BERLIN (Reuters) - German retailer Metro (B4B.DE) said on Tuesday it hopes to stabilize its shrinking Russian business in the coming months after overhauling management and introducing bulk discounts to attract more independent traders and restaurant owners.
Metro’s shares tumbled last month when it lowered its earnings and sales outlook, citing a poor performance at its Russian operations and the impact of the failure to reach a new wage agreement for employees at its Real hypermarkets.
On Tuesday, Metro reiterated the adjusted outlook it gave for the group’s fiscal year that runs to Sept. 31, but gave a more negative forecast for Russia, with sales “considerably below” the prior year and a “strong decrease” in earnings.
Shares in Metro were down 3.3 percent at 0921 GMT, the second-biggest faller on the German mid-cap index .MDAX.
“Given ongoing uncertainties, and a particularly challenged third quarter, a discount valuation is likely to persist,” said Jefferies analyst James Grzinic, who rates the stock a “hold”.
Chief Executive Olaf Koch said he was optimistic that a new management team and pricing policy in Russia could turn the business around, predicting more pain in the third quarter of the fiscal year, but a recovery in the fourth.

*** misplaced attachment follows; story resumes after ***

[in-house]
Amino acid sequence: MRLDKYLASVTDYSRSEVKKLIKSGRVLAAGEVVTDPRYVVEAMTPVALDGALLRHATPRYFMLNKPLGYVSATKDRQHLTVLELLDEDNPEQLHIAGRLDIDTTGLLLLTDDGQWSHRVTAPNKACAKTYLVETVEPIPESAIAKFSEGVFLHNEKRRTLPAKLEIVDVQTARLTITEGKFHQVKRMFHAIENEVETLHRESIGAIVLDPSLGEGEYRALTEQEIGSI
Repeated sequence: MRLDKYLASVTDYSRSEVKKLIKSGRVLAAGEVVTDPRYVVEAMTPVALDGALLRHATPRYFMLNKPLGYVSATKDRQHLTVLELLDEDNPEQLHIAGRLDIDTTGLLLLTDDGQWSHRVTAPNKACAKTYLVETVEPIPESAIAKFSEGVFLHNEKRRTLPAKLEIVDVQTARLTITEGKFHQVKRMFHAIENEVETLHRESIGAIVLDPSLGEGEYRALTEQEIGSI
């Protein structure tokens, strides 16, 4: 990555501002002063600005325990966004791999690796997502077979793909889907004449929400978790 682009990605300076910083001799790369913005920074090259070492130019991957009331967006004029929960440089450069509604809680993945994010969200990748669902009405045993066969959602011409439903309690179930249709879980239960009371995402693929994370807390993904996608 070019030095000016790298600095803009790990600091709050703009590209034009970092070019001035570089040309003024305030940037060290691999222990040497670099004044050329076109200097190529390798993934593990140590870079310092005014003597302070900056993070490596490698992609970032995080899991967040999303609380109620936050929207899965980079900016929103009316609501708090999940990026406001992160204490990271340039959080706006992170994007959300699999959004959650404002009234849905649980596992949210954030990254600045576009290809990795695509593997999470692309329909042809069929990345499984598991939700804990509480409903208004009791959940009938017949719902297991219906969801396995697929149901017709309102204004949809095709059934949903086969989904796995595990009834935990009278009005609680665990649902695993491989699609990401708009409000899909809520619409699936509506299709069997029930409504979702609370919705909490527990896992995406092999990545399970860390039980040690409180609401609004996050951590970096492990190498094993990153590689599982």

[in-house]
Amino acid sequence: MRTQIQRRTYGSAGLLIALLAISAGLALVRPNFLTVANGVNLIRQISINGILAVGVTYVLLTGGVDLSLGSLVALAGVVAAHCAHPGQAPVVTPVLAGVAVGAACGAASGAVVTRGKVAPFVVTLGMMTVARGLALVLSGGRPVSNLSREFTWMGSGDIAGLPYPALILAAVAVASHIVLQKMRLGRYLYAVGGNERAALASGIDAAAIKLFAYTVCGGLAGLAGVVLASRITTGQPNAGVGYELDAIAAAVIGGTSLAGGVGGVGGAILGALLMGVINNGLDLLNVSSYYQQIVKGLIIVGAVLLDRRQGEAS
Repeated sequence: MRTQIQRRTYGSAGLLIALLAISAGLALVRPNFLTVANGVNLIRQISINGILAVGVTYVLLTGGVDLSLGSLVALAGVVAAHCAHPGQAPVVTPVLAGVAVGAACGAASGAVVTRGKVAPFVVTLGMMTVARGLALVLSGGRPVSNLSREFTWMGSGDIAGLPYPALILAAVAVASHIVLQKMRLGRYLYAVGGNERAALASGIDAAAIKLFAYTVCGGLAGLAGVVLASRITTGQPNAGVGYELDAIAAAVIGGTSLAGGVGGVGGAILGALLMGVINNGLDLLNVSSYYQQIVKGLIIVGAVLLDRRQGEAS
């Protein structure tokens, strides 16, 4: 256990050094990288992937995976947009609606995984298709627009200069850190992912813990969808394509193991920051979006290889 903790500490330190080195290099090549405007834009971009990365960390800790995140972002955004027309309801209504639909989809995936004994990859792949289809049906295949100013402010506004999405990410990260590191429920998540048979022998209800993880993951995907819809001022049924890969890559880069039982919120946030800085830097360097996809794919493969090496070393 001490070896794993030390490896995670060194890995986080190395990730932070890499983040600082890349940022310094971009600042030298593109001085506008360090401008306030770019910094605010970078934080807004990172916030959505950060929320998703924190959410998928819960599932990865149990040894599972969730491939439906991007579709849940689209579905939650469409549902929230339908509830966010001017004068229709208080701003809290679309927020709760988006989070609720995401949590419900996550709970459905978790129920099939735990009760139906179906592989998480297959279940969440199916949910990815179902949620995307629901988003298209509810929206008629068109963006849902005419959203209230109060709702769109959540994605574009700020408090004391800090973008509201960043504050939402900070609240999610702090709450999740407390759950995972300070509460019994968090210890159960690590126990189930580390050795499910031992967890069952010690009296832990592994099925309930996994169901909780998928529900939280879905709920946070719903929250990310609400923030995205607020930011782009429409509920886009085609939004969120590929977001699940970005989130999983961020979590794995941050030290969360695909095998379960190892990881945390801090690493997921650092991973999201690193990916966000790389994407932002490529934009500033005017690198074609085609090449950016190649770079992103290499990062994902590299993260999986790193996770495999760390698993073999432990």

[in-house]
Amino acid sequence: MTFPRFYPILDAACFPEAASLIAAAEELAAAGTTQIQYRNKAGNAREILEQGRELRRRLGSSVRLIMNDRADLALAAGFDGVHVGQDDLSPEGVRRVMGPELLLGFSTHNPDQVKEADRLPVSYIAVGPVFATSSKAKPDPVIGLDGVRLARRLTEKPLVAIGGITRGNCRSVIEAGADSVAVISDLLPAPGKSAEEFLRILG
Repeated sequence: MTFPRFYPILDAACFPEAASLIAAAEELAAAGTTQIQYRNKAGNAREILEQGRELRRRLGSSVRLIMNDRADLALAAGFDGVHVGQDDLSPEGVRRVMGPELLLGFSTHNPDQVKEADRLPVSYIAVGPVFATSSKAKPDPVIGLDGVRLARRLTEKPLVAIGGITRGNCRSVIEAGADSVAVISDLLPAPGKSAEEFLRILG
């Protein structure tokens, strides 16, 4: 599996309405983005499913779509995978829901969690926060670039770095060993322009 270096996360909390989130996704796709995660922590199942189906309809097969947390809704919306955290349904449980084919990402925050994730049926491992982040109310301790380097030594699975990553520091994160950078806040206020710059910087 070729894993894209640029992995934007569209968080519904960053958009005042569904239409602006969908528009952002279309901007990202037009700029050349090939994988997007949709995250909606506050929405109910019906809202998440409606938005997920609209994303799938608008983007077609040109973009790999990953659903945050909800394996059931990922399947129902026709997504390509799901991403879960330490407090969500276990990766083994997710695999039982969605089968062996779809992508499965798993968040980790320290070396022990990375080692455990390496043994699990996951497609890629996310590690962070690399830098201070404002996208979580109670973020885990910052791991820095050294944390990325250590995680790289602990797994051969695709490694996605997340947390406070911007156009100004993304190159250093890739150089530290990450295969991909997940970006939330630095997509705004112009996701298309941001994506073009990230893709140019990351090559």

“We are convinced that with a refocused strategy, we will stabilize the country towards the end of the year,” Koch said.
Metro wants its 91 Russian stores to target more independent traders, hotels and restaurants rather than competing for ordinary shoppers with the likes of X5 (PJPq.L) and Magnit (MGNT.MM), which are engaged in a fierce price war.
To that end, it is introducing a new “buy more, pay less” concept for about a third of the goods it sells, a strategy that helped revive sales in Romania and Ukraine, but that analysts said looks set to weigh on profitability.
The Russia business was long a major contributor to profits and Metro had planned to separately list the unit until the Ukraine crisis and sanctions on Moscow dampened the economy.
Metro wants independent traders, hotels and restaurants to account for more than 60 percent of sales in the medium term, up from about 50 percent now, with Koch noting that the total market is worth about 90 billion euros ($107.30 billion).
Quarterly sales for Russia fell 21 percent, while the unit’s earnings before interest, taxation, depreciation and amortization (EBITDA) halved to 35 million euros.
Earlier this month, Metro removed chief operating officer Pieter Boone, who was responsible for Russia. Koch set out other management changes in Russia, and said that Rafael Gasset, the new regional manager, has previously turned around the business in Poland and Romania.
Koch said Russian stores trialling the new prices are already showing a 3-7 percent rise in sales, predicting that it will take four to five months to ramp up the new approach.
Metro has also been hit by a wage dispute at its Real hypermarkets, although structural changes mean it should now be able to pay new hires less from the summer onwards, eventually leading to savings.
Reporting by Emma Thomasson; Editing by Maria Sheahan and Louise Heavens